This year, I proposed to our Programming Committee that we try the "Silent Party" concept that I had experienced on a cruise last year.  For anyone not familiar with a Silent Party, it's pretty simple.  You have whatever type of music playing over the house sound.  When you kick off the dance party, there are two DJ's at the front of the room, and beside them are sets of high quality music headsets...playing dance music on two completely different channels.  Those who want to dance can come up, grab a headset, put it on, and dance the night away.  It is awesome because you can switch back and forth between the channels, so if you don't like what's playing on one channel, you switch to the other one.  The DJ's have mics that they use to talk to the dancers to keep them engaged in the music and the experience.

The beauty of the Silent Party is that it solves everything.  Dancers can come to the dance floor and enjoy
a fun and exciting experience.  Those who don't dance can stay in the room, listen to light music, and not need to scream just to talk, plus they can have a few laughs watching the dancers with headphones on.

RESULTS of the Silent Party?  Where a live band drove off 70% or more of the crowd by 10:00 pm, we still had 80%+ of our dinner group in the room at 10:45 pm.  People were actively engaged in networking, having fun, and enjoying the evening because we removed the obstacle that stood in the way….the live band.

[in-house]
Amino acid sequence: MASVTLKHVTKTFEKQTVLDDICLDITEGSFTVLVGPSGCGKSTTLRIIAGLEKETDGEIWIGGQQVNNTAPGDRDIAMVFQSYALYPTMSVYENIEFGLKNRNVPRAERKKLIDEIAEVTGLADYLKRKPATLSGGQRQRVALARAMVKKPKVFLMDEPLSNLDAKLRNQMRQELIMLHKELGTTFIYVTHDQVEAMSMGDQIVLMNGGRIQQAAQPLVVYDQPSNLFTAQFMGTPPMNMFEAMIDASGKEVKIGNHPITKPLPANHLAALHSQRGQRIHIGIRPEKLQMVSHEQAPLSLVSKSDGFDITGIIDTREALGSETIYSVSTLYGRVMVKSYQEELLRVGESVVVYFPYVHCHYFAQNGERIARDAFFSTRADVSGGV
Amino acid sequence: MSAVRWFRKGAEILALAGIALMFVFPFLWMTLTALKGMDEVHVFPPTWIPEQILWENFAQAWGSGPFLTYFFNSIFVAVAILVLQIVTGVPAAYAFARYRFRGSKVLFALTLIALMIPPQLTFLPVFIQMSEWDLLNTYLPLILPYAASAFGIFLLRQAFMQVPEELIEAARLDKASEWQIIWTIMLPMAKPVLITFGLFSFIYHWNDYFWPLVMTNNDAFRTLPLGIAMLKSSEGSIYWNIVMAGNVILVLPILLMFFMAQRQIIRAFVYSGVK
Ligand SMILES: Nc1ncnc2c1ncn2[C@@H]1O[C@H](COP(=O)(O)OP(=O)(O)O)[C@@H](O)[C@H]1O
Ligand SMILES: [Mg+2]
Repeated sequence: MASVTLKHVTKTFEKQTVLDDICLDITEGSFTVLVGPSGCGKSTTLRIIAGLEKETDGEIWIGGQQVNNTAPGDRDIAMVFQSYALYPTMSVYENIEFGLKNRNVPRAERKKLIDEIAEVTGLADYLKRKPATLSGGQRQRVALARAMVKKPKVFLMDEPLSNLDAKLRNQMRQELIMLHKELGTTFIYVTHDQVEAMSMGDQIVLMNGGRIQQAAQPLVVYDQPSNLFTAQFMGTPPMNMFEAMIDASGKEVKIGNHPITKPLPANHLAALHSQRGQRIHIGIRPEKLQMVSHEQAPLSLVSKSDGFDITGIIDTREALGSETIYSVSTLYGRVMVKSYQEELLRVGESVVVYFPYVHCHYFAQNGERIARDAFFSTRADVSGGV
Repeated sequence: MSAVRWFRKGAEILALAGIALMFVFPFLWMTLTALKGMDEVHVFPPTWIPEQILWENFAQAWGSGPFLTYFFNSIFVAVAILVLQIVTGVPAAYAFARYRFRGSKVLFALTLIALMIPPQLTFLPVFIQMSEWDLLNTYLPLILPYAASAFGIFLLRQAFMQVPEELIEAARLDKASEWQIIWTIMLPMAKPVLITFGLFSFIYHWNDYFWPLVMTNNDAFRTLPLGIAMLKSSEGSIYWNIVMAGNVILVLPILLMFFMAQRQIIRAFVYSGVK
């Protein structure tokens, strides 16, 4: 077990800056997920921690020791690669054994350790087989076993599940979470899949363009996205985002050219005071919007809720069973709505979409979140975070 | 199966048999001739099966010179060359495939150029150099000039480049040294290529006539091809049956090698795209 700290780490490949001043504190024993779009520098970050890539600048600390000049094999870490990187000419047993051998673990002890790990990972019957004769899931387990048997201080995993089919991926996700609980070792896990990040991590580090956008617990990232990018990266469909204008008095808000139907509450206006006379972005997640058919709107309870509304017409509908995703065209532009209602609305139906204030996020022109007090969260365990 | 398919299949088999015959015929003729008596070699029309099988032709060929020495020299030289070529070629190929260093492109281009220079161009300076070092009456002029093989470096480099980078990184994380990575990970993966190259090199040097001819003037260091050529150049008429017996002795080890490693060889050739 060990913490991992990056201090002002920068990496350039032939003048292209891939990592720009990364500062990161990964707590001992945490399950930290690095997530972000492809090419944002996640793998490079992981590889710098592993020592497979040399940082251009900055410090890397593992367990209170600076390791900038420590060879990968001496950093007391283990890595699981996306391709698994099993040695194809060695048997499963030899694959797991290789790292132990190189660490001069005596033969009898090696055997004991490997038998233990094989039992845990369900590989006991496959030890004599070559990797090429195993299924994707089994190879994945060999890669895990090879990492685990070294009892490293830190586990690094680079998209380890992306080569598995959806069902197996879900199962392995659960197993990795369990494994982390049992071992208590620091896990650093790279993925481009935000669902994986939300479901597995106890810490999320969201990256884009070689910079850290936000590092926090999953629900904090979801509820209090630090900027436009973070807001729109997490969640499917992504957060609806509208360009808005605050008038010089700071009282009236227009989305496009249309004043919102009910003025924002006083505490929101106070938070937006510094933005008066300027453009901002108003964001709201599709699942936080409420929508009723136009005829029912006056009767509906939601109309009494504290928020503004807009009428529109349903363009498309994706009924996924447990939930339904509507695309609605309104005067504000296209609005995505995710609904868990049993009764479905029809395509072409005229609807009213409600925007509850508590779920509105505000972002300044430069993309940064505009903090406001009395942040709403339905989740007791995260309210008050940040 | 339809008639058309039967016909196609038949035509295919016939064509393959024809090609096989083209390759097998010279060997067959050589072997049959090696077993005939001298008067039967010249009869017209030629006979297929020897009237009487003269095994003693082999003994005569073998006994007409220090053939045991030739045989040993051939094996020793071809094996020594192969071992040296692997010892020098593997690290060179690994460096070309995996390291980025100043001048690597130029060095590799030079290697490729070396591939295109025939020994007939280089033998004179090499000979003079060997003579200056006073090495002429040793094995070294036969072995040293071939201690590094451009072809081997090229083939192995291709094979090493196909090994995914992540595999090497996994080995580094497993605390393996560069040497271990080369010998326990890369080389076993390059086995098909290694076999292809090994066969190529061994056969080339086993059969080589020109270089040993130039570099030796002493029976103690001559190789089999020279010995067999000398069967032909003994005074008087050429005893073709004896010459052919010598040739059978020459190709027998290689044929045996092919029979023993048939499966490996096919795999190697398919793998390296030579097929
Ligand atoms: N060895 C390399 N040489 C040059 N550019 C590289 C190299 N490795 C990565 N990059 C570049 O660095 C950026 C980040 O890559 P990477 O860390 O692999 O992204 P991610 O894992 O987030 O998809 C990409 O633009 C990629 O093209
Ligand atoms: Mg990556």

This is not to say that we will never have a live band again, but it proved to us that we don't need live entertainment to have a great night.  Another lesson learned is that some of your members, who love to dance, will not buy into the concept because they like the live music atmosphere, and some will not want to wear headsets.

What I will tell you is that if the goal of your dinner is to foster networking, then you should give the Silent Party, or something like it a try.  People who always leave early thought it was one of the most innovative dinner concepts they have ever seen.

The moral of this story is:

- Know what your "real goal" of an event is.
- Pay attention to what your attendees are saying in your surveys.
- Think outside the box in solving the problem.

We thought our goal was to provide entertainment on the final night…we had it wrong. Our goal is to foster an environment that creates an opportunity for everyone to participate…the Silent Part did just that.

Monday, April 6, 2015

So You Think You Are In The Membership Recruitment Business?

When you look at your association, do you really know what business you are in? When you look at many association's business models, you would think they are in the membership recruitment business.